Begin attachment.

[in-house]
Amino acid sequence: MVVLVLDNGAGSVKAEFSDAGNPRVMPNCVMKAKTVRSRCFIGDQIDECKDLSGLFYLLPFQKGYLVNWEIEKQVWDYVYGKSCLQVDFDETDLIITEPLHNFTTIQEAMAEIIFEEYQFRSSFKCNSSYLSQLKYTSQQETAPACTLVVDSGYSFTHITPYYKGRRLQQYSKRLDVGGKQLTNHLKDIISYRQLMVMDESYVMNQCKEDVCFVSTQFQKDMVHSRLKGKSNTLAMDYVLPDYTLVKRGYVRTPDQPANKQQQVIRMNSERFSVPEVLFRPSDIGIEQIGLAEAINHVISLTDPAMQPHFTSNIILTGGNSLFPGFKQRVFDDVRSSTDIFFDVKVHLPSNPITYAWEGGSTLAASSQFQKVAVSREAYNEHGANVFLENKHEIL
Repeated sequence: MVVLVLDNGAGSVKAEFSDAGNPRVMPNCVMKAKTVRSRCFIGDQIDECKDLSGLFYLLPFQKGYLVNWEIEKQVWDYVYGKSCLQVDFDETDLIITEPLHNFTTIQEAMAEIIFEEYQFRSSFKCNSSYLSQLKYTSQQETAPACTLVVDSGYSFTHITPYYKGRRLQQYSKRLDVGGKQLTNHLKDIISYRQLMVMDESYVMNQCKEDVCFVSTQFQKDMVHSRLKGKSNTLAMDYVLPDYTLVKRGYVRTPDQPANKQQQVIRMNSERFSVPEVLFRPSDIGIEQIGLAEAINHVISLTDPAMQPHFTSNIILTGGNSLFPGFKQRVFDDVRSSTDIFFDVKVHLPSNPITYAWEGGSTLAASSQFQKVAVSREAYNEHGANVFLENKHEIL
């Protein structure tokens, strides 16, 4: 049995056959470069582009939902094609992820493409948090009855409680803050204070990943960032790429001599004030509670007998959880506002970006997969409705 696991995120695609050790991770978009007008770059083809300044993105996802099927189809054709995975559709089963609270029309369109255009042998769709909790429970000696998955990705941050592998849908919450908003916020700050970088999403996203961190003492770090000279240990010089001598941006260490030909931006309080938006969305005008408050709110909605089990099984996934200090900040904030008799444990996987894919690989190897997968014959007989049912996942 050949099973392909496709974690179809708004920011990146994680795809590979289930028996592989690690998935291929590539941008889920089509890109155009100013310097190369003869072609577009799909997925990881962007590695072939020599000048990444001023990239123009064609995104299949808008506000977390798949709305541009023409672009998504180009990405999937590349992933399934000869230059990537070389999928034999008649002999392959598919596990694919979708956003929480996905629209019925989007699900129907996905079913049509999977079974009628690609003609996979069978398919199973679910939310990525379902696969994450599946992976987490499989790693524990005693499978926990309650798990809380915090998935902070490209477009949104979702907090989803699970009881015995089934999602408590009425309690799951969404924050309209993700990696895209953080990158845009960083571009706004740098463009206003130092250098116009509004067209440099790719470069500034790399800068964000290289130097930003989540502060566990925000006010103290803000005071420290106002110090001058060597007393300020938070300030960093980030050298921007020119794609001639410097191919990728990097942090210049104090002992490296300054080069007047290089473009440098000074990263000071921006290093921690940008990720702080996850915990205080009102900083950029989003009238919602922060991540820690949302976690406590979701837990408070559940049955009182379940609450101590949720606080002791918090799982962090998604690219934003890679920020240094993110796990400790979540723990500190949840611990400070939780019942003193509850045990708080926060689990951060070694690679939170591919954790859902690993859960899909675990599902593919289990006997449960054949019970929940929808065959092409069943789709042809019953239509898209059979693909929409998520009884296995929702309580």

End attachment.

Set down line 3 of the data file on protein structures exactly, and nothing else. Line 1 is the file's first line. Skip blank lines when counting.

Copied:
Repeated sequence: MVVLVLDNGAGSVKAEFSDAGNPRVMPNCVMKAKTVRSRCFIGDQIDECKDLSGLFYLLPFQKGYLVNWEIEKQVWDYVYGKSCLQVDFDETDLIITEPLHNFTTIQEAMAEIIFEEYQFRSSFKCNSSYLSQLKYTSQQETAPACTLVVDSGYSFTHITPYYKGRRLQQYSKRLDVGGKQLTNHLKDIISYRQLMVMDESYVMNQCKEDVCFVSTQFQKDMVHSRLKGKSNTLAMDYVLPDYTLVKRGYVRTPDQPANKQQQVIRMNSERFSVPEVLFRPSDIGIEQIGLAEAINHVISLTDPAMQPHFTSNIILTGGNSLFPGFKQRVFDDVRSSTDIFFDVKVHLPSNPITYAWEGGSTLAASSQFQKVAVSREAYNEHGANVFLENKHEIL